3 steps for creating your company’s renewable energy strategy
At the Global Climate Action Summit this fall, stakeholders from around the globe will meet in San Francisco to discuss how we can take climate ambition to the next level. Business can play a significant leadership role in accelerating the transition to a lower-carbon economy, and as we have seen through initiatives such as the Renewable Energy Buyers Alliance (REBA), renewable energy can be a key component of climate action efforts.
Corporate renewable energy procurement should be guided by a defined strategy based on available options, key priorities and ambition. To create your strategy, you must identify your company’s motivations for procuring renewable energy, adopt supporting goals and commitments and identify available internal human and financial resources to aid execution.
These are the steps we would suggest to help you get started.
1. Assess your options
The first step is to assess the landscape of renewable energy sourcing options available on the market to determine what is feasible. This ultimately will determine the renewable energy options available to you.
Current and future policies will affect renewable energy costs, incentives and availability. The Climate Policy Tracker can be a useful tool in assessing how regulations will affect your renewable energy choices in various jurisdictions.
- Is your real estate portfolio suitable for onsite renewable energy generation? Leased assets often pose a challenge for onsite generation, requiring companies to liaise with their landlords; however, renewable energy availability also poses a challenge. For example, a company that leases retail space in an urban locality with poor solar energy potential may not have the option of leveraging onsite renewable energy, despite a supportive landlord.
- If your real estate portfolio is suitable for onsite generation, what is the energy capacity of potential projects/installations? Companies with owned or leased assets that support onsite renewable energy generation should consider the energy capacity of any potential projects/installations and use this to calibrate their local procurement implementation. Asset type and energy capacity should be significant considerations when negotiating contract terms with potential project developers.
- What is your time horizon? Long-term contracts should not be considered for sites likely to be eliminated from the real estate portfolio before the termination of the power generation contract.
2. Create your strategy
Once you’ve determined what your renewable energy options are, the next step is to determine your ambition level and define your strategy for renewable energy. To ensure adoption and integration within your company, this should complement both your business and sustainability strategies.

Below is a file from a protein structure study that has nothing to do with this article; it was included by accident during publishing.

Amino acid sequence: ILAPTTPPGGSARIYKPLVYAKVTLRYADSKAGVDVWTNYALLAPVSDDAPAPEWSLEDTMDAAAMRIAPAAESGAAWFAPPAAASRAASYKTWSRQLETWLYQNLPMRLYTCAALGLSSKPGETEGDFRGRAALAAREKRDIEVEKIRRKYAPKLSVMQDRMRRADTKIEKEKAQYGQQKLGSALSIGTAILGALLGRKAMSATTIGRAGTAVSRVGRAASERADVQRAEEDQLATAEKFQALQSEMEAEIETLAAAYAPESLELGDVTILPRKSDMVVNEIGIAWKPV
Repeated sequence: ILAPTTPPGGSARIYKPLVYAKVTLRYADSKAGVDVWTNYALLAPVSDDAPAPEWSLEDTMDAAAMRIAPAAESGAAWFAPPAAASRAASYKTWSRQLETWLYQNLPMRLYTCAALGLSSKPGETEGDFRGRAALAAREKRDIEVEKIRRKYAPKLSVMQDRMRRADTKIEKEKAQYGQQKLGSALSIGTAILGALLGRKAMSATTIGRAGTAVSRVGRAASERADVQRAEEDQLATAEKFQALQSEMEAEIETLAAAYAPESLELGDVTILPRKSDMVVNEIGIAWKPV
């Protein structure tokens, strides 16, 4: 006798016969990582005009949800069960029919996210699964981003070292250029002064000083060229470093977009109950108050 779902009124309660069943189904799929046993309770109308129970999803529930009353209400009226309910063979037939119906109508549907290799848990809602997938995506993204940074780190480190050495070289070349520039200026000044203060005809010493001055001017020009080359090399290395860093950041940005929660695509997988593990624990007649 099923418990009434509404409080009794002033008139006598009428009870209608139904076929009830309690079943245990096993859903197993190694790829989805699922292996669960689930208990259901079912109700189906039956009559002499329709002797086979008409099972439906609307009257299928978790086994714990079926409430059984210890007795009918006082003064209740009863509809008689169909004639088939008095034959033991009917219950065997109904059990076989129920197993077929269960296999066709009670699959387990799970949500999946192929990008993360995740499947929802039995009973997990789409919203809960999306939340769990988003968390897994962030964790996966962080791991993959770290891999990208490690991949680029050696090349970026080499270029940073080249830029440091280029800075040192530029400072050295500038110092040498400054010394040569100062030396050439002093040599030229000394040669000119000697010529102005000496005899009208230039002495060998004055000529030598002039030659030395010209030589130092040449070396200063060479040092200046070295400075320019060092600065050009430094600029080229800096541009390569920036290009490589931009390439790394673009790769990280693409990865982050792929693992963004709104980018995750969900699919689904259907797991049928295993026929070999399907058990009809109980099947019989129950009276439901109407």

A company with existing energy intensity, greenhouse gas reduction and business growth goals should design a renewable energy strategy that complements existing objectives and initiatives to facilitate execution. Available financial resources should factor prominently into this and ultimately will dictate the realistic level of ambition your company can set.
One example of this is Intuit’s Purely Green Program, which the company launched in part to show market demand for wind energy in Texas for its business partners, employees and customers. Adobe’s renewable energy strategy prioritizes onsite installations and PPAs, supported by energy efficiency and policy advocacy, to meet its 100 percent renewable energy goal. Anheuser-Busch InBev’s strategy aims to source roughly 75 percent of its electricity from direct PPAs and roughly 25 percent from onsite installations.
3. Identify opportunities to collaborate
While renewable energy procurement variables can be complex to navigate, you do not need to work in isolation. Collaborating with other companies can help you achieve your strategic renewable energy objectives and minimize the barriers to entry for procurement.
For example, you could consider partnering with a group of companies with regional operations who are willing to enter into a shared procurement contract. This approach, known as consortium aggregation, is both feasible for companies with energy demands that are typically individually too small for project developers and companies with significant energy demands that appropriately can distribute the project load. For example, AkzoNobel, DSM, Google and Philips leveraged (PDF) this approach in the Netherlands — each company assumed an equal stake in a wind PPA there. The shared contract also can be anchored by a company that assumes the majority share of the energy, leaving smaller companies to assume small shares of the overall project load.
Initiatives such as the Future of Internet Power and REBA also can provide the resources and tools for companies to execute against their renewable energy strategies together. Contact BSR if you’re interested in learning more about how you can help increase your climate ambition with renewable energy in advance of the Global Climate Action Summit.
This story first appeared on: